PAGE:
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The EU Child Guarantee

The EU Child Guarantee

May 31, 2021

Last week, the Children’s Rights Alliance held a webinar focusing on how Ireland can address child poverty by implementing the European Child Guarantee. The Child Guarantee aims to break the cycle of poverty and disadvantage. It provides guidance for Member States to support children in need by guaranteeing free and effective access to five key service areas set out in the Guarantee.

  1. Free healthcare
  2. Free education
  3. Free childcare
  4. Adequate nutrition
  5. Decent housing

The issue of child poverty has become prevalent in Ireland with a higher percentage of children at risk of poverty than the EU average. The Child Guarantee provides a unique opportunity to galvanise action to tackle child poverty here compared to other better performing countries in this area.

The Child Guarantee has progressed significantly at an EU level since 2015 when the European Parliament put forward the first resolution for free access to key services for every child at risk of poverty in Europe. There was initial scepticism about its feasibility, but the key political turning point was when Ursula Von Der Leyen, in her bid to become Commission President committed to implementing a child guarantee for Europe. There were also ongoing negotiations for additional EU funds in support of the Child Guarantee and significant advocacy work from civil society organisations such as Eurochild. This culminated in the concrete proposal from the European Commission in March 2021.

Since then a period of negotiation between Member States has been commenced which will lead to the adoption of the recommendation by the EU Council in June 2021. The next phase will be the actual implementation of the recommendation by 2022 preceded by 6 months from July to December to develop an action plan.

 

The Strengths of the EU Child Guarantee

The over-arching strengths of the EU Child Guarantee are in its ambitious goals of free healthcare, education, childcare, adequate housing, and nutrition. It is based in the children’s rights approach in the context of the European Pillar of Social Rights and was launched in conjunction with the EU Strategy on the Rights of the Child. It combines a strategic approach which can be integrated with the existing polices of member states with some very specific actions that need to be achieved by all member states in terms of child poverty. It stresses emphasises the importance of firstly identifying children in need, followed by outreach and early intervention.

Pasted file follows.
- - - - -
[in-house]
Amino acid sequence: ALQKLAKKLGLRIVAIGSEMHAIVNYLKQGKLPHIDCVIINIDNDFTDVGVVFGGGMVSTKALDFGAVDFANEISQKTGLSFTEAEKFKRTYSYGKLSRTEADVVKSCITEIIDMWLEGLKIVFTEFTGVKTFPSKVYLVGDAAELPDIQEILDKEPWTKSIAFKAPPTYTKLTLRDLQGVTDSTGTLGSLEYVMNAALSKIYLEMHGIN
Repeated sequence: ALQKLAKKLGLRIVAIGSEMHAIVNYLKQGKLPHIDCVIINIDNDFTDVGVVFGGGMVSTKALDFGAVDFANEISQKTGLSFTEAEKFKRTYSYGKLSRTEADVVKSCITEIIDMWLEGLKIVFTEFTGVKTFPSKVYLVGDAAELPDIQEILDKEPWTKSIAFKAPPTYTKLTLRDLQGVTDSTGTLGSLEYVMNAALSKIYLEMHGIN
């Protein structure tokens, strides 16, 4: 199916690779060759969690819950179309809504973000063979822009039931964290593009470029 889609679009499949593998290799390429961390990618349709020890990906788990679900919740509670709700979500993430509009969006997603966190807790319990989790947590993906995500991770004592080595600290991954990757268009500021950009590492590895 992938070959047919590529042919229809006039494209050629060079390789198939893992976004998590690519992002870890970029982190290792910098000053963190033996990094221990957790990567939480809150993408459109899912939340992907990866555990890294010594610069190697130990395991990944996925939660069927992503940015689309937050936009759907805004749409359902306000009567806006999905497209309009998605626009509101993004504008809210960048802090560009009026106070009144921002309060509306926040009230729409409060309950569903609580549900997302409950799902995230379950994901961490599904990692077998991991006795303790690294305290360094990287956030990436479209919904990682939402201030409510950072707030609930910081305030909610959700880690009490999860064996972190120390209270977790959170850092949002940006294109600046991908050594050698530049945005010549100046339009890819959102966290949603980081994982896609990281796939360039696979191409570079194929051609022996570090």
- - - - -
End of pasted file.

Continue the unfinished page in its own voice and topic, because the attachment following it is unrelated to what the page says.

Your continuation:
It also emphasises the importance of implementation by each member state. The Commission has outlined the need for published action plans to implement the Child Guarantee and for member states to appoint National Coordinators to ensure the implementation is reflective of the goals in the Guarantee. There is also a strong recognition of the impacts of COVID-19 on children in terms of highlighting existing inequalities and exacerbating the levels of poverty experienced by children. This recognition may increase the urgency.

 

The Challenges

It is important that what is proposed in the goals of the Guarantee is not watered down in the process of negotiation within Member States. Objections from Member States have included whether children with no status such as migrant children should be included, whether the appointment of a National Coordinator to implement the Guarantee is feasible in every country, and the frequency of reporting on the progress of the actions outlined in the Guarantee.

It is important that Ireland plays a leading role in supporting the adoption of the EU Child Guarantee. In order for Ireland to do this, our representatives must support the Child Guarantee at an EU level, The Minister and Department of Children, Equality, Disability, Integration and Youth must recognise the Guarantee as a powerful tool to advance the rights of children in need and Ireland must appoint a senior official as the National Co-ordinator for the EU Child Guarantee.

Early Childhood Ireland will be responding to the next phases of the EU Child Gurantee as part of our policy and advocacy work and we will keep members up to date about any developments.  If you would like to share your views about the new strategy, please email us.  

 

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